With a bot, you ask your personal assistant to look for nearby recommended restaurants. It provides several options and asks you if you’d like to book a table. You ask it to check your diary and reply ‘yes’ for 8pm. A bot books it. Your bot sends the route directions to your phone and lets you know there will be a light drizzle. You grab your jacket and go.
How businesses are using bots
The use of messaging apps has now officially overtaken the use of social media. Marketers are constantly trying to analyse where their target market is and how they can reach them on those platforms. With stats highlighting the surge in the popularity of messaging apps, it won’t be long before more and more businesses explore this platform, or risk being left behind.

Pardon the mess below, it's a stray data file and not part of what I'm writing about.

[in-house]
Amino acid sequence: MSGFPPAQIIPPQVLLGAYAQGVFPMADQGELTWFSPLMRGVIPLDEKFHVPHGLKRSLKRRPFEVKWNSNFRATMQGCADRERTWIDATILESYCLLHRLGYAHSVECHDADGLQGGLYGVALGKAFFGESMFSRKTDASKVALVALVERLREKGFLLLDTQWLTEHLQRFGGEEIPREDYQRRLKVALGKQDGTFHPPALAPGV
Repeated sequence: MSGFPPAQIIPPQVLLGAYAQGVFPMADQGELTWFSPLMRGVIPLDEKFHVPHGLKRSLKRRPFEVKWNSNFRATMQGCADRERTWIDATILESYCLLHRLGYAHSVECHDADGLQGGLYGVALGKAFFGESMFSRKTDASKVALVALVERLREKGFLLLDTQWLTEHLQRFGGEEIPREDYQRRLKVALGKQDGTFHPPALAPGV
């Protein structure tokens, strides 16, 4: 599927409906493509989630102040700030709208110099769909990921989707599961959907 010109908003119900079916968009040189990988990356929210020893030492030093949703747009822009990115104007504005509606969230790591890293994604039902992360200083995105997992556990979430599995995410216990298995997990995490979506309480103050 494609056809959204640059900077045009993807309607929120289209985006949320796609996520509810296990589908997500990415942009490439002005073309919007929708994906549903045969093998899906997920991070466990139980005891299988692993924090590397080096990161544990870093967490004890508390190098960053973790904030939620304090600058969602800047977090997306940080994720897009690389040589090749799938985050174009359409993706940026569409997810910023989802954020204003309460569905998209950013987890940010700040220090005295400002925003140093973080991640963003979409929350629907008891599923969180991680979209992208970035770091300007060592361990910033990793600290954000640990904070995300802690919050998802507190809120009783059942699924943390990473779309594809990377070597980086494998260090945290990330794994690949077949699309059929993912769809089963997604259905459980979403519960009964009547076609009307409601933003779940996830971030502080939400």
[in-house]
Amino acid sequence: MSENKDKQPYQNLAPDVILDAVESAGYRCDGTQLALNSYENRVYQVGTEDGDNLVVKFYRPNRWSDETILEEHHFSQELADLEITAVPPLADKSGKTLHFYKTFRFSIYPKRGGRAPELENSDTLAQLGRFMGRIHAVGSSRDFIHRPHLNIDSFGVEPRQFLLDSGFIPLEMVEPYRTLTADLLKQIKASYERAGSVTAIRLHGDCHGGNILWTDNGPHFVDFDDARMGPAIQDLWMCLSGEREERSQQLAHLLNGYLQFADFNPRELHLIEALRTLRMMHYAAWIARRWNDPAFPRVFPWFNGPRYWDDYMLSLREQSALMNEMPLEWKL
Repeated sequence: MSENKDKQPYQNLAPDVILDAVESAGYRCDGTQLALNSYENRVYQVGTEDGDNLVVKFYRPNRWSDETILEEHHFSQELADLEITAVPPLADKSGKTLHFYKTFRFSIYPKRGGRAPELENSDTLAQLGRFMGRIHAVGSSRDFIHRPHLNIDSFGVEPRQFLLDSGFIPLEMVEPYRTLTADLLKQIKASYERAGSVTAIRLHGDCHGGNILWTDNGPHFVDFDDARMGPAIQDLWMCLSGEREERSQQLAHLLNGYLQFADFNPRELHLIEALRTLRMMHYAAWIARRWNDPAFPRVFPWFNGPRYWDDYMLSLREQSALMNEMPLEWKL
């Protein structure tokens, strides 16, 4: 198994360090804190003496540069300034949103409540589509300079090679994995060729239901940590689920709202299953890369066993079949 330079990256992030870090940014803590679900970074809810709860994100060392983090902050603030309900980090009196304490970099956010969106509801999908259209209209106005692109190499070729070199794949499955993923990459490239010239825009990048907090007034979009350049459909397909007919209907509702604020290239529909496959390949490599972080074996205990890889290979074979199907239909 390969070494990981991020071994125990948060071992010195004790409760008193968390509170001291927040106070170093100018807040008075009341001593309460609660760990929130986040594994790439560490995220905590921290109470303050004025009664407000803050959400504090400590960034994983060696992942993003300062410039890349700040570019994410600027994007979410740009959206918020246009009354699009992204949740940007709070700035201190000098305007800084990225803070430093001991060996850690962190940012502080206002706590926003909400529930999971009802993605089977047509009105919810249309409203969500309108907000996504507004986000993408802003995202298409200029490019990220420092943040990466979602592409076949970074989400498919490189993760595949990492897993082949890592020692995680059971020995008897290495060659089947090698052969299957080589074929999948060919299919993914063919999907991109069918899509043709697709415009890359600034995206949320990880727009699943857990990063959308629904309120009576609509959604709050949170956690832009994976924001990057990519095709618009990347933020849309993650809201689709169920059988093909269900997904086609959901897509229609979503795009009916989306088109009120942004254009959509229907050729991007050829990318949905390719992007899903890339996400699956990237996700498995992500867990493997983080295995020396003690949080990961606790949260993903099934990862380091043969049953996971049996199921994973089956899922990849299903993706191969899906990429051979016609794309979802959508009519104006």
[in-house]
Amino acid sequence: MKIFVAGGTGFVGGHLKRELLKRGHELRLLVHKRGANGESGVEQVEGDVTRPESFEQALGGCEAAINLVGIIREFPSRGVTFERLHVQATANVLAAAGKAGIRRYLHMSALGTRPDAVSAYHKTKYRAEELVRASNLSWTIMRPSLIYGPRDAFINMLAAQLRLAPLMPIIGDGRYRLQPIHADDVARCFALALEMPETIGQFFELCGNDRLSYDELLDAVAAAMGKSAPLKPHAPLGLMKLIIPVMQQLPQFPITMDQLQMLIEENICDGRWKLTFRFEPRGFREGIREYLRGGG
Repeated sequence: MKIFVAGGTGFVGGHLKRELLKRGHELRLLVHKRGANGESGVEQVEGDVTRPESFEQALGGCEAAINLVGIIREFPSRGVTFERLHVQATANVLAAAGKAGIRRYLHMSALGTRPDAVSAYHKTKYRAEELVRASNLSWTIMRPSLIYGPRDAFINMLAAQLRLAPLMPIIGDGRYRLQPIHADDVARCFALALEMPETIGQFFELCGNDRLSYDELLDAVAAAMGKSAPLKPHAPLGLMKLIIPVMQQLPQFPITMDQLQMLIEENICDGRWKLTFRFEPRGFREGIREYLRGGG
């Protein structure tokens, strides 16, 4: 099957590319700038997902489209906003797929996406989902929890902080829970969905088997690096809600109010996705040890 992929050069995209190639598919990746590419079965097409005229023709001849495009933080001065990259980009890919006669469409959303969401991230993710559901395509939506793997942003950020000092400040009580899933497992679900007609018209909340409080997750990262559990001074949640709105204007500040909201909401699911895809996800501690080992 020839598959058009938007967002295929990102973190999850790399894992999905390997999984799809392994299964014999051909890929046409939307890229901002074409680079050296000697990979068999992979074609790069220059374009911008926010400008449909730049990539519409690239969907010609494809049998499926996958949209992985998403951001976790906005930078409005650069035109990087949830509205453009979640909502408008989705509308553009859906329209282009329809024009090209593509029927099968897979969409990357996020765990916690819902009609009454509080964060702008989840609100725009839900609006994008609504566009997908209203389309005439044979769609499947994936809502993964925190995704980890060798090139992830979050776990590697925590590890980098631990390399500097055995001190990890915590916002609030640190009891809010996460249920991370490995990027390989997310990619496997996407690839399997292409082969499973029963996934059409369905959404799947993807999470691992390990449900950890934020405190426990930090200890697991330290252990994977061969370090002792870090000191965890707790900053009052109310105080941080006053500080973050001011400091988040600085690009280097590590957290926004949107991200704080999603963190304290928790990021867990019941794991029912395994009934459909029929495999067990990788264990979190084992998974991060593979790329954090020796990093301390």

Facebook announced during this week’s F8 2017 that since the Messenger Platform debuted a year ago, the so-called ‘ecosystem’ has 1.2 billion people and 100,000 monthly active bots. What’s more, 2 billion messages are sent between people and businesses on Messenger every month. Facebook messenger chatbots let you provide consumers with immediate automated responses. Chatbots give businesses the opportunity to nurture relationships with customers and can also be used as part of a wider content marketing strategy or lead generation service.
Here are a few examples:
- Whole Foods’ bot help users find recipes (with a little help from emojis) and takes them through to the Whole Foods website
- CNN has developed a range of bots that help readers digest news stories and provide relevant articles based on interests or a particular search query